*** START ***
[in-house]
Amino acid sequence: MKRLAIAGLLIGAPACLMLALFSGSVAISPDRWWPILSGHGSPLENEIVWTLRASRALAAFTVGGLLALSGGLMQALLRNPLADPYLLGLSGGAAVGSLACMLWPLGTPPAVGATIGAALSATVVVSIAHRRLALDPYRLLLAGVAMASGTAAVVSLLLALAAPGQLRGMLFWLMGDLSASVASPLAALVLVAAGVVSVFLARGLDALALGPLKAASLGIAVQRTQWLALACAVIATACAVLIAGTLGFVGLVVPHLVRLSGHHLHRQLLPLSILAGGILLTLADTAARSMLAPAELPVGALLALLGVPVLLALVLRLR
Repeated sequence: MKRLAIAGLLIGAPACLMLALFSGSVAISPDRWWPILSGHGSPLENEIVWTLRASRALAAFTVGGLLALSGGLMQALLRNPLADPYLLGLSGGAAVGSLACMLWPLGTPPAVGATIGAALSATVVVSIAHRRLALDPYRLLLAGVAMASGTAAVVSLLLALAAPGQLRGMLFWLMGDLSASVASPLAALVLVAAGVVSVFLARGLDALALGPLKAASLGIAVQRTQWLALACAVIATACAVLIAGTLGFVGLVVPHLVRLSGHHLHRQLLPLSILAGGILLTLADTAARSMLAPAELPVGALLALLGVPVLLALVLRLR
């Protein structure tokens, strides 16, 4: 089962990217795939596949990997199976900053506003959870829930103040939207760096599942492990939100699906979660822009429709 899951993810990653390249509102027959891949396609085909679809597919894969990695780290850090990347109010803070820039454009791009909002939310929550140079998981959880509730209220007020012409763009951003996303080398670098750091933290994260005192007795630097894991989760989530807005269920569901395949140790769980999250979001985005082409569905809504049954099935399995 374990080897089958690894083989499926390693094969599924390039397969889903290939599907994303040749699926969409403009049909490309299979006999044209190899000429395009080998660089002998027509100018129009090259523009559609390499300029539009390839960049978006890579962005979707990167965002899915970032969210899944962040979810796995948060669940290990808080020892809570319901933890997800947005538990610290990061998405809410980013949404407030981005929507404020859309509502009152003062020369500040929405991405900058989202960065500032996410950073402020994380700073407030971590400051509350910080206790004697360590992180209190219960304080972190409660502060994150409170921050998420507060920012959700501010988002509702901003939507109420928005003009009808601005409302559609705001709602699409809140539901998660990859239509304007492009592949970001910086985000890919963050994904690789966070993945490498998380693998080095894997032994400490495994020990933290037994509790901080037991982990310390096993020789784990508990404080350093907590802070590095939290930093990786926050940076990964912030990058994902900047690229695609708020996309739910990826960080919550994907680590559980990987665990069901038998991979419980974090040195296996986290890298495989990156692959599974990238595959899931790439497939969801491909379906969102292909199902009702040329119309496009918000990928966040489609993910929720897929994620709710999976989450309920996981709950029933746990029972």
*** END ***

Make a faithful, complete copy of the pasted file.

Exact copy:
[in-house]
Amino acid sequence: MKRLAIAGLLIGAPACLMLALFSGSVAISPDRWWPILSGHGSPLENEIVWTLRASRALAAFTVGGLLALSGGLMQALLRNPLADPYLLGLSGGAAVGSLACMLWPLGTPPAVGATIGAALSATVVVSIAHRRLALDPYRLLLAGVAMASGTAAVVSLLLALAAPGQLRGMLFWLMGDLSASVASPLAALVLVAAGVVSVFLARGLDALALGPLKAASLGIAVQRTQWLALACAVIATACAVLIAGTLGFVGLVVPHLVRLSGHHLHRQLLPLSILAGGILLTLADTAARSMLAPAELPVGALLALLGVPVLLALVLRLR
Repeated sequence: MKRLAIAGLLIGAPACLMLALFSGSVAISPDRWWPILSGHGSPLENEIVWTLRASRALAAFTVGGLLALSGGLMQALLRNPLADPYLLGLSGGAAVGSLACMLWPLGTPPAVGATIGAALSATVVVSIAHRRLALDPYRLLLAGVAMASGTAAVVSLLLALAAPGQLRGMLFWLMGDLSASVASPLAALVLVAAGVVSVFLARGLDALALGPLKAASLGIAVQRTQWLALACAVIATACAVLIAGTLGFVGLVVPHLVRLSGHHLHRQLLPLSILAGGILLTLADTAARSMLAPAELPVGALLALLGVPVLLALVLRLR
């Protein structure tokens, strides 16, 4: 089962990217795939596949990997199976900053506003959870829930103040939207760096599942492990939100699906979660822009429709 899951993810990653390249509102027959891949396609085909679809597919894969990695780290850090990347109010803070820039454009791009909002939310929550140079998981959880509730209220007020012409763009951003996303080398670098750091933290994260005192007795630097894991989760989530807005269920569901395949140790769980999250979001985005082409569905809504049954099935399995 374990080897089958690894083989499926390693094969599924390039397969889903290939599907994303040749699926969409403009049909490309299979006999044209190899000429395009080998660089002998027509100018129009090259523009559609390499300029539009390839960049978006890579962005979707990167965002899915970032969210899944962040979810796995948060669940290990808080020892809570319901933890997800947005538990610290990061998405809410980013949404407030981005929507404020859309509502009152003062020369500040929405991405900058989202960065500032996410950073402020994380700073407030971590400051509350910080206790004697360590992180209190219960304080972190409660502060994150409170921050998420507060920012959700501010988002509702901003939507109420928005003009009808601005409302559609705001709602699409809140539901998660990859239509304007492009592949970001910086985000890919963050994904690789966070993945490498998380693998080095894997032994400490495994020990933290037994509790901080037991982990310390096993020789784990508990404080350093907590802070590095939290930093990786926050940076990964912030990058994902900047690229695609708020996309739910990826960080919550994907680590559980990987665990069901038998991979419980974090040195296996986290890298495989990156692959599974990238595959899931790439497939969801491909379906969102292909199902009702040329119309496009918000990928966040489609993910929720897929994620709710999976989450309920996981709950029933746990029972």